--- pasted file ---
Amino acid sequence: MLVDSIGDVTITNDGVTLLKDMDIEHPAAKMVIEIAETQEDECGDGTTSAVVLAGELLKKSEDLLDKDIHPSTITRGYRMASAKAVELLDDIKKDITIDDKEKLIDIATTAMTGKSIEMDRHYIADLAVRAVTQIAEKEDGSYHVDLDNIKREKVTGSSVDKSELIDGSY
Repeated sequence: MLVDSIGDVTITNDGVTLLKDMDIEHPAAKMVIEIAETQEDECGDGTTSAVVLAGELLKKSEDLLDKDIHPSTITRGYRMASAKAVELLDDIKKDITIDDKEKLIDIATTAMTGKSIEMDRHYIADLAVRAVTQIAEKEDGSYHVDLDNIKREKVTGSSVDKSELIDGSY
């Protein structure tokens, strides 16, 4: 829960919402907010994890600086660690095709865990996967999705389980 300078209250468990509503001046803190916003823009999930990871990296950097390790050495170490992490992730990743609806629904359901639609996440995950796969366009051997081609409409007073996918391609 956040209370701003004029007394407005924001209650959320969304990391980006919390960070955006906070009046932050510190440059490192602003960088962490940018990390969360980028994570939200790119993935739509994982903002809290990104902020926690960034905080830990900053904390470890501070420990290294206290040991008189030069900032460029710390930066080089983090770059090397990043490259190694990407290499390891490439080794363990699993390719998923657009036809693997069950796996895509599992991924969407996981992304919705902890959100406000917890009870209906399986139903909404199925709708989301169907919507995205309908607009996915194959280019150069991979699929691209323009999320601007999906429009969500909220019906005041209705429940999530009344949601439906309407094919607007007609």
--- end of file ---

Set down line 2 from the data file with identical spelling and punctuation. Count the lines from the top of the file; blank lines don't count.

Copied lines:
Repeated sequence: MLVDSIGDVTITNDGVTLLKDMDIEHPAAKMVIEIAETQEDECGDGTTSAVVLAGELLKKSEDLLDKDIHPSTITRGYRMASAKAVELLDDIKKDITIDDKEKLIDIATTAMTGKSIEMDRHYIADLAVRAVTQIAEKEDGSYHVDLDNIKREKVTGSSVDKSELIDGSY